- File Size: 4047 KB
- Print Length: 214 pages
- Simultaneous Device Usage: Unlimited
- Publisher: Pyrenees Publishing (October 27, 2016)
- Publication Date: October 27, 2016
- Sold by: Amazon Digital Services LLC
- Language: English
- ASIN: B01MG6FKFK
- Text-to-Speech: Enabled
- Word Wise: Enabled
- Lending: Enabled
Amazon Best Sellers Rank:
#308,026 Paid in Kindle Store (See Top 100 Paid in Kindle Store)
- #2160 in Kindle Store > Kindle eBooks > Literature & Fiction > Action & Adventure > Mystery, Thriller & Suspense > Crime
- #3037 in Books > Literature & Fiction > Action & Adventure > Mystery, Thriller & Suspense > Crime
- #3115 in Kindle Store > Kindle eBooks > Literature & Fiction > Action & Adventure > Mystery, Thriller & Suspense > Mystery
Hallelujah Is Dying (Flint Harrington Mysteries Book 1) Kindle Edition
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While somewhat predictable and slow in some parts of the book (why I'm giving it 4 stars instead of 5), it was still enjoyable with a few twists and turns. Mix in gold mining, a small tourist town, dog fights, and the Russian mob, and you've got a decent book that did keep me reading until the end. I think my favorite character was Juliet - she was snarky and strong, but also charismatic when things start to get intense with Flint and his family.
This book does not end on a cliffhanger - the reader will be satisfied by the ending and won't have to go on to the next books in the series if they don't wish to continue on. I might try out the other books.
Flint Harrington is a modern day gold miner in the played-out mining town of Hallelujah, Colorado. Troubled by the unsolved death of his father in the family mine, Harrington perseveres trying to strike it rich. His father’s best friend is found dead in another mine and he no longer searches for gold but for killers.
The local sheriff reinstates Harrington to his former detective job. Flint is curious why the department terminated him in the first place and now he faces one complication after another. Welcome back.
Arches is a remarkable storyteller. His voice is clear, unhindered by poetic amusements, written by a true detective.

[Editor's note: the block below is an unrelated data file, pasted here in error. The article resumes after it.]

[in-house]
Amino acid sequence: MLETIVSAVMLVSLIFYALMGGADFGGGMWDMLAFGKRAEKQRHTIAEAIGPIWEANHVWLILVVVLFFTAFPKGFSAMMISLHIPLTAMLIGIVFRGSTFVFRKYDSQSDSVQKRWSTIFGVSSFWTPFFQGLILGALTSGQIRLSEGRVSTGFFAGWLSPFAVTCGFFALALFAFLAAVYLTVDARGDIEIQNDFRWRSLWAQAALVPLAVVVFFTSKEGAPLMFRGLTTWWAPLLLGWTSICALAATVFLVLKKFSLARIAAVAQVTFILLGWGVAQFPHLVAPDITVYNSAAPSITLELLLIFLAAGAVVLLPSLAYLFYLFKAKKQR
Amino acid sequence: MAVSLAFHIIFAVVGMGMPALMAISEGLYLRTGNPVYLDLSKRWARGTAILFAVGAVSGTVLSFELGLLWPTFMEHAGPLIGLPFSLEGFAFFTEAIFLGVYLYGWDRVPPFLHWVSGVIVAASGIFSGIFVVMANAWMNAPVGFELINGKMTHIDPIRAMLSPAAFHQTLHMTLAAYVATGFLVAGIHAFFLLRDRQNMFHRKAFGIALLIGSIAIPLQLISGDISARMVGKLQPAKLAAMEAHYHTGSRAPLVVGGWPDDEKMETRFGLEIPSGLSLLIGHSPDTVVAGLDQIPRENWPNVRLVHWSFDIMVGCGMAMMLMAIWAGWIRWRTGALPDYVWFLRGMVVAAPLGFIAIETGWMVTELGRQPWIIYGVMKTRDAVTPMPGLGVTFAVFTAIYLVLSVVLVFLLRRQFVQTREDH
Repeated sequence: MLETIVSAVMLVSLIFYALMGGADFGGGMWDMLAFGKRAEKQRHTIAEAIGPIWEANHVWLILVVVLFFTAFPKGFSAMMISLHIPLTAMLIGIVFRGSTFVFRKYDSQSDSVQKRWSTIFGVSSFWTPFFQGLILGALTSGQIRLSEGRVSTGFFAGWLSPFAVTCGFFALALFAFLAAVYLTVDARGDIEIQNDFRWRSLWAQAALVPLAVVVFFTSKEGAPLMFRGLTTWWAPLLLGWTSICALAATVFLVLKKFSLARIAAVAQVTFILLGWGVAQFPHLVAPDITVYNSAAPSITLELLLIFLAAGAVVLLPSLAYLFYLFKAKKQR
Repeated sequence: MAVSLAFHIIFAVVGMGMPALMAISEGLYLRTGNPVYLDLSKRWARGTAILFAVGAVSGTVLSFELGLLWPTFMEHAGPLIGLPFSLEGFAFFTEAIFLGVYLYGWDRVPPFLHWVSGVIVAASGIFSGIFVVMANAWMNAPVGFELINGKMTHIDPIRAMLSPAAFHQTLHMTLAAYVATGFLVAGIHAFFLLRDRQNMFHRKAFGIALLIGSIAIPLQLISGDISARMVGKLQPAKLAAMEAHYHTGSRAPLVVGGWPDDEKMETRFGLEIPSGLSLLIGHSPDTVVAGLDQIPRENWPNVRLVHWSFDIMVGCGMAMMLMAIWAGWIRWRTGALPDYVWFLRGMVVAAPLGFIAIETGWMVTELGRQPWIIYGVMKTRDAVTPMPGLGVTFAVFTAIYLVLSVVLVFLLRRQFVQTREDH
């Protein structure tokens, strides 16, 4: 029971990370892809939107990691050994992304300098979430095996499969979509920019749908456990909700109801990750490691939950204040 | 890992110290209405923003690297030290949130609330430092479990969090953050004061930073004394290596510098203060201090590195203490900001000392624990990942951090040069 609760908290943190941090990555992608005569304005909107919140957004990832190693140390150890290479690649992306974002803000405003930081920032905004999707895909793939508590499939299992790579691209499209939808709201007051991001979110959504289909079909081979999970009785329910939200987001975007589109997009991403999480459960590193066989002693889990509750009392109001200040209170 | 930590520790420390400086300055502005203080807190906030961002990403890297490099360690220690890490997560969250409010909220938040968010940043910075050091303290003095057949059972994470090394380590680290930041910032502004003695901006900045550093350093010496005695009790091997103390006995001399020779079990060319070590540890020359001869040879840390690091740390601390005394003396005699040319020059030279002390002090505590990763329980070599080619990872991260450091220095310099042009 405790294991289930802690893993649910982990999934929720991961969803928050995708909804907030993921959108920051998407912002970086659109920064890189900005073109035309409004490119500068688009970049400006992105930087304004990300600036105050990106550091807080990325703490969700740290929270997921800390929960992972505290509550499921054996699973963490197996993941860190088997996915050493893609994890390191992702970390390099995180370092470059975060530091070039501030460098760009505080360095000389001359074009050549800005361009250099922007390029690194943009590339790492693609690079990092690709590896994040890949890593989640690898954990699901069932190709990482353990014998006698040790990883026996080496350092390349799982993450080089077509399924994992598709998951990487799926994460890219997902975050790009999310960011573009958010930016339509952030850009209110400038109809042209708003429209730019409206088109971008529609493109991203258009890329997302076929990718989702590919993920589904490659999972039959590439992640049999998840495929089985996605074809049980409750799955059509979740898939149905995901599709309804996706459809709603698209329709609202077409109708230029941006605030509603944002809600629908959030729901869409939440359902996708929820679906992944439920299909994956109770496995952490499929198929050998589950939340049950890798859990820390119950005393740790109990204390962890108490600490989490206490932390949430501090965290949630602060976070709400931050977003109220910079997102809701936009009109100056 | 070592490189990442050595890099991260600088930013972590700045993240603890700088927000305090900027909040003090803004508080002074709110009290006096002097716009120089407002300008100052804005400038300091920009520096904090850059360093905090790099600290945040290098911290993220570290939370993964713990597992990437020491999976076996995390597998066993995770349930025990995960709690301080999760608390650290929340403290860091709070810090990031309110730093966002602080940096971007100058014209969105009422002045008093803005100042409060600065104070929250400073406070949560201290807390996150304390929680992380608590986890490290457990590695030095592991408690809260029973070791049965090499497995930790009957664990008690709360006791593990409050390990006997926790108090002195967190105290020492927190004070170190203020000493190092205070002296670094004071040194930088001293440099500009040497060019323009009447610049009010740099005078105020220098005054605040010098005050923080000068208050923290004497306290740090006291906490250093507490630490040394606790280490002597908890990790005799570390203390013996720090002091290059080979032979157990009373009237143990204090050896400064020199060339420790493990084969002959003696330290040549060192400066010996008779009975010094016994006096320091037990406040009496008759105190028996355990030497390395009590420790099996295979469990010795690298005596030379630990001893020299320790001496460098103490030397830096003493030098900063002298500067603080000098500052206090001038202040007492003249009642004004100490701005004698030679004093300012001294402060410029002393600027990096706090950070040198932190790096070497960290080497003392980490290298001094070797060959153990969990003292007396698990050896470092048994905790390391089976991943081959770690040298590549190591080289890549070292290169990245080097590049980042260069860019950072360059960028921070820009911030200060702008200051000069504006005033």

Someone is using several local mines to grow pot until he discovers starving dogs caged deep in the dark tunnels.
Harrington and his family are in great danger from what he believes are Russian dog-fighting gangs. If the gangs don’t kill him, the mountains will.
Using a first-person narrative, Arches provides unusual insights into mining and detective work set in the colorful and dangerous, backdrop of the rugged Colorado mountains.
Harrington closes in on his assailant in a spine-tingling four-wheel drive chase over a twelve thousand foot pass.
The author has clearly explored these great wild places of the Colorado backcountry and seen the insides of many a mine.
Some brutality. No drag-you-down drama. Lead male character is quietly religious.
Interesting storyline with with plenty of twists. Believable characters with distinct personalities. The dialogue is realistic.
I remembered a line from Abraham Lincoln: I tremble for my country when I remember that God is just.
Those two calls drained all of my energy as I sat at my roll-top desk. This was the worst part of being a cop. We constantly met people on the worst days of their lives. We had to stay formal and professional, but underneath that exterior, we grieved with them.
This is exactly why you have no business being a cop. You have all the social graces of a rabid wolf.
“The tires are new, so they have plenty of tread to wear off. The thunks are from rocks thrown up by the tires and are usually harmless. The springs should survive. But if you feel a jarring vibration and hear a loud clang, that’s real trouble. When a drive shaft or differential hits a boulder, the boulder almost always wins.”
No desire to re-read this story. I am interested in other works by this author.